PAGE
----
By this time the other two pans were starting to burn so I very quickly had to serve up.  I filled the glass one quarter full with the Italian hot chocolate.

Then, using a barspoon, I added a layer of spanish hot chocolate, again, one quarter full.

Thirdly I slowly poured in the Irish hot chocolate.  It wasn’t quite layering as well as I thought but never mind.

Finally I added a topping of canned cream and decorated with Amaretto biscuits and sweeties.

How did it taste?  Well, very, very sweet.  The flavours had layered, but only into two layers.  It looked good though.  At least my photography skills are coming on.

Then I had to wash up.  Oh.  My. God.  Nothing, no amount of fairy liquid or hot water would remove the burnt chocolate from the bottom of the pans.  It just stuck like a carpet of brown limpets.

In the end, after soaking them in scolding hot water and fairy liquid for over an hour it started to come off.  It took two reams of wire wool, more fairy and a lot of elbow work, but finally the metal base began to show itself.  I will never, ever make this again.  But hey, it was a fun afternoon.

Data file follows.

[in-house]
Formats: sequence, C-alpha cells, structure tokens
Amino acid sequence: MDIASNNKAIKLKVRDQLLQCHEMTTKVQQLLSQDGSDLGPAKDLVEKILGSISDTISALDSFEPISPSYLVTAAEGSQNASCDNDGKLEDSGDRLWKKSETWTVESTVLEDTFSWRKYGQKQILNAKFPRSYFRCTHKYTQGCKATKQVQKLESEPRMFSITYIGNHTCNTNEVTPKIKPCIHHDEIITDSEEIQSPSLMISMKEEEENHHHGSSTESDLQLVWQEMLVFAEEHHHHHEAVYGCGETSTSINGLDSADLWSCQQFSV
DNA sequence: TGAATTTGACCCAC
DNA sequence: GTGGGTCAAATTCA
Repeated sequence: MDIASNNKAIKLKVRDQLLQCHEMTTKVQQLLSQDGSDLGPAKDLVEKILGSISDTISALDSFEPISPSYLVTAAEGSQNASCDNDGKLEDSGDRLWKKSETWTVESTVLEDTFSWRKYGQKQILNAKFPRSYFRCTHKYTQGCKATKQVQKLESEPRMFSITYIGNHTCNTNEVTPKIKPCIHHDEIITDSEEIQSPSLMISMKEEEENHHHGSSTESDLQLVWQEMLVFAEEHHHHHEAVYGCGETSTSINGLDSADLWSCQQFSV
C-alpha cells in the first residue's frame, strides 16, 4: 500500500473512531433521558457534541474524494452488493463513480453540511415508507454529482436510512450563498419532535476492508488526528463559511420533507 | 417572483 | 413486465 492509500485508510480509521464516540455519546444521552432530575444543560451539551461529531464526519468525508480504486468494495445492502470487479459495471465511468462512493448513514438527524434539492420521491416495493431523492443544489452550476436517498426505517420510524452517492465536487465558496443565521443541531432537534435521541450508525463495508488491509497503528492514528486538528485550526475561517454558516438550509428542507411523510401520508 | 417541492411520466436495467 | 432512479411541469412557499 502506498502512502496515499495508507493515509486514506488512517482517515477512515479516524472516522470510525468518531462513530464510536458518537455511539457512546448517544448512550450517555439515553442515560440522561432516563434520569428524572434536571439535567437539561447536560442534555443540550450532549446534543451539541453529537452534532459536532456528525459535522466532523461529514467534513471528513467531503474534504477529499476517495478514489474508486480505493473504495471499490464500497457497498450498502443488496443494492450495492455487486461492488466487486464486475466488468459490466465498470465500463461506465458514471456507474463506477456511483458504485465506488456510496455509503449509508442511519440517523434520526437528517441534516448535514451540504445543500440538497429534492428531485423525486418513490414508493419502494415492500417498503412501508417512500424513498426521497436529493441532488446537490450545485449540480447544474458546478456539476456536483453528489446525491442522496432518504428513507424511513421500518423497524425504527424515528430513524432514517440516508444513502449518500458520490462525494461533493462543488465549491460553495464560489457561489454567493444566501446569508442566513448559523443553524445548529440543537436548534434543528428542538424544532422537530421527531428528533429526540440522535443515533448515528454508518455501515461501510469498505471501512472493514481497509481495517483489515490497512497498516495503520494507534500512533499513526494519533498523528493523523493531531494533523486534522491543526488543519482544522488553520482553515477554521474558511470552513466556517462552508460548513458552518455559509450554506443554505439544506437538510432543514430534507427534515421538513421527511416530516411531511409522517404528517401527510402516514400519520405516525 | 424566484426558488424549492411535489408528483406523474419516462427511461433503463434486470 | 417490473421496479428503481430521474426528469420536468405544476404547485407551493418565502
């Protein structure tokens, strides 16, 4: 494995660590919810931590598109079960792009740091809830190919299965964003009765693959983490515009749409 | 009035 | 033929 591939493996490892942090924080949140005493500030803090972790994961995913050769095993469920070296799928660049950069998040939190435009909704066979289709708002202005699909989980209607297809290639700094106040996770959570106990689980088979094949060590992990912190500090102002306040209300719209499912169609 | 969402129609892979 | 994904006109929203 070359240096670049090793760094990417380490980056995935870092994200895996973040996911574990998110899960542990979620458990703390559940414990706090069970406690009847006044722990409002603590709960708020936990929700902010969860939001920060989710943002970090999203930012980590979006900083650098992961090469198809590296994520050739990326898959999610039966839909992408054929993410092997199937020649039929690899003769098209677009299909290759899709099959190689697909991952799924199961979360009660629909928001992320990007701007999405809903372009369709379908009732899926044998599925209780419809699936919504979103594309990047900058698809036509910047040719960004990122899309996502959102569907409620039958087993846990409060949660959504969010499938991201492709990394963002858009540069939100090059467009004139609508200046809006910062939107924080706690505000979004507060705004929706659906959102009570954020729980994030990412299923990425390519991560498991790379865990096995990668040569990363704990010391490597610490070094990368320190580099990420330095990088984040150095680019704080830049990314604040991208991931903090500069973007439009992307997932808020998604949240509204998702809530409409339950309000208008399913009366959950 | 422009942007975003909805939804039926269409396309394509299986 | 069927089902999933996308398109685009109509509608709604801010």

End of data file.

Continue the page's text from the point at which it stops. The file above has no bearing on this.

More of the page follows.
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Mulled Wine

There is nothing better than decorating your Christmas tree with the aroma of warm, soothing Mulled wine filling the room.

Mulled wine has been around for centuries and is generally considered to be a continental invention. It is very popular in Germany and the Alps, especially during the festive season. It is an occasional drink, in that it is meant to be drunk by many people at once. Usually it is rolled out at parties and civic receptions.

So what the hell is it and how do you make it? Mulled is German for mixed, so basically it is red wine mixed with base alcohol and many fruit and liquor flavours.

The following is my guide to making Mulled wine. Note the word guide here, as opposed to recipe. I have never made this in the same way twice.